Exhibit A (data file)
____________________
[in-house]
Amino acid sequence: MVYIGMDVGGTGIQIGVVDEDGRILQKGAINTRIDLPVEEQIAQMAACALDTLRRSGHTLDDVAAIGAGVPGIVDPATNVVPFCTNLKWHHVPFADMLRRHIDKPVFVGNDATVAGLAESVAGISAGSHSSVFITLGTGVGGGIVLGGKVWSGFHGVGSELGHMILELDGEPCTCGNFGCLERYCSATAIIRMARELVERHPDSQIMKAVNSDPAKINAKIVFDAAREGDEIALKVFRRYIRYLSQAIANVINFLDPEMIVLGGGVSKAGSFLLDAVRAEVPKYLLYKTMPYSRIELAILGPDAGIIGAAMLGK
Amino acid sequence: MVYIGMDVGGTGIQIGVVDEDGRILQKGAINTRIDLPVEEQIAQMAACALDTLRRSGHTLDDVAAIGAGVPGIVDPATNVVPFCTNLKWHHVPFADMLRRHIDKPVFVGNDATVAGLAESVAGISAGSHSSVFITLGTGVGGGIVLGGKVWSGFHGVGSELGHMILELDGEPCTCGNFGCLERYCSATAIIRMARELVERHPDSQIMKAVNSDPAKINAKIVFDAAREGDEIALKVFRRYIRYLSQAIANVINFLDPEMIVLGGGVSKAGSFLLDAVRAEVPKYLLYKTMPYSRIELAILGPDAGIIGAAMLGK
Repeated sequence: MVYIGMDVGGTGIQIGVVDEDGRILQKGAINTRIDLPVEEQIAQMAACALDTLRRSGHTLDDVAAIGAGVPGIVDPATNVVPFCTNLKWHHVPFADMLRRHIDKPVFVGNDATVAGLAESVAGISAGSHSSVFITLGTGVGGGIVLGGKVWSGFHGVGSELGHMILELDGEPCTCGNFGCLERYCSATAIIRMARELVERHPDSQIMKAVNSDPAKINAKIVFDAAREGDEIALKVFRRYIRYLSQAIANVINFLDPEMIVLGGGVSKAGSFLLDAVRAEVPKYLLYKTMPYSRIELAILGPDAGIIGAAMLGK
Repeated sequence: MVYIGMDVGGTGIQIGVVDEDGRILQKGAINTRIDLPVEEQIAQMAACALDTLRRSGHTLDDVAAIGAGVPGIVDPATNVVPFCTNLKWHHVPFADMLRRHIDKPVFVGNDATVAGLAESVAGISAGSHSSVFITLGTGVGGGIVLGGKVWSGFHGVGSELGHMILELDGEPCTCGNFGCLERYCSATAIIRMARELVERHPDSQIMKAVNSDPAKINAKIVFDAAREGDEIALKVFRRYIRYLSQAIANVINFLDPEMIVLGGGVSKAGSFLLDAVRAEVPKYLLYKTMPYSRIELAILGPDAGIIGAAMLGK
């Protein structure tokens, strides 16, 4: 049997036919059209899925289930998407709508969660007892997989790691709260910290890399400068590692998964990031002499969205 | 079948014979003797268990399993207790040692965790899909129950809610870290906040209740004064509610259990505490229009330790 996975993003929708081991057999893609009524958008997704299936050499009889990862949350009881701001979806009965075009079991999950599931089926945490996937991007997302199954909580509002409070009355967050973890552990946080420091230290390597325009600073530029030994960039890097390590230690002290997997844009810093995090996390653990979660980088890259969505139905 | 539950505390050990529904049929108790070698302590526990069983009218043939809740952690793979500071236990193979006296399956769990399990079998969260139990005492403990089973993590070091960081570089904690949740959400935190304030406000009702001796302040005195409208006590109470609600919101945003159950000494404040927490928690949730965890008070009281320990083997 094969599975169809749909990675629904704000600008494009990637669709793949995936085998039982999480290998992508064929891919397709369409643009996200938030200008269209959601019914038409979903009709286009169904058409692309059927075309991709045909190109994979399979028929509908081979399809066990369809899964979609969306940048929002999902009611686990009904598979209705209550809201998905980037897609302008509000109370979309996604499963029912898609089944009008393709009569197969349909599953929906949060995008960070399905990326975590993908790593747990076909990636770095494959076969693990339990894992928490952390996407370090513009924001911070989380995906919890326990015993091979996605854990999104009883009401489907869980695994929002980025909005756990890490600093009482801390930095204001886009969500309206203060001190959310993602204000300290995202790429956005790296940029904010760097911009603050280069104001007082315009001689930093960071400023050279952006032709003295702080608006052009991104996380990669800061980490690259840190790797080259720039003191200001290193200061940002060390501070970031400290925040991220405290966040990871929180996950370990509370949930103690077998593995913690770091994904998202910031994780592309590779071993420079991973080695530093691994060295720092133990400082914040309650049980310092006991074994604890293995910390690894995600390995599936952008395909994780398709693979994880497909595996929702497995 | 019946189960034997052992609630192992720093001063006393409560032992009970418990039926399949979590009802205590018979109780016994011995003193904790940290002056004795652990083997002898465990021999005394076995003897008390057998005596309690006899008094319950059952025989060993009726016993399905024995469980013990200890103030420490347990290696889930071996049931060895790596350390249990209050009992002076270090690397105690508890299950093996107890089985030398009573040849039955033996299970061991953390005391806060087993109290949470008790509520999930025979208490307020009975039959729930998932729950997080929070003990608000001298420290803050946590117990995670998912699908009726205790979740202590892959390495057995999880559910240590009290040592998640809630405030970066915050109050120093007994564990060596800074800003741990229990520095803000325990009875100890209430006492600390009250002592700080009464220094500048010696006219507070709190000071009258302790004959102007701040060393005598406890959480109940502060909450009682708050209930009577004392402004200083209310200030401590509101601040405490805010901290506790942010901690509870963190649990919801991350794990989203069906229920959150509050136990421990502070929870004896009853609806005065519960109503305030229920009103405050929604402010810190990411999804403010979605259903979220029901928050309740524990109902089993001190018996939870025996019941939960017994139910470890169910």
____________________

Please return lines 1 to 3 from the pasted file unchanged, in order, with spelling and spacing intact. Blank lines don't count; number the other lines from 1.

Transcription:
[in-house]
Amino acid sequence: MVYIGMDVGGTGIQIGVVDEDGRILQKGAINTRIDLPVEEQIAQMAACALDTLRRSGHTLDDVAAIGAGVPGIVDPATNVVPFCTNLKWHHVPFADMLRRHIDKPVFVGNDATVAGLAESVAGISAGSHSSVFITLGTGVGGGIVLGGKVWSGFHGVGSELGHMILELDGEPCTCGNFGCLERYCSATAIIRMARELVERHPDSQIMKAVNSDPAKINAKIVFDAAREGDEIALKVFRRYIRYLSQAIANVINFLDPEMIVLGGGVSKAGSFLLDAVRAEVPKYLLYKTMPYSRIELAILGPDAGIIGAAMLGK
Amino acid sequence: MVYIGMDVGGTGIQIGVVDEDGRILQKGAINTRIDLPVEEQIAQMAACALDTLRRSGHTLDDVAAIGAGVPGIVDPATNVVPFCTNLKWHHVPFADMLRRHIDKPVFVGNDATVAGLAESVAGISAGSHSSVFITLGTGVGGGIVLGGKVWSGFHGVGSELGHMILELDGEPCTCGNFGCLERYCSATAIIRMARELVERHPDSQIMKAVNSDPAKINAKIVFDAAREGDEIALKVFRRYIRYLSQAIANVINFLDPEMIVLGGGVSKAGSFLLDAVRAEVPKYLLYKTMPYSRIELAILGPDAGIIGAAMLGK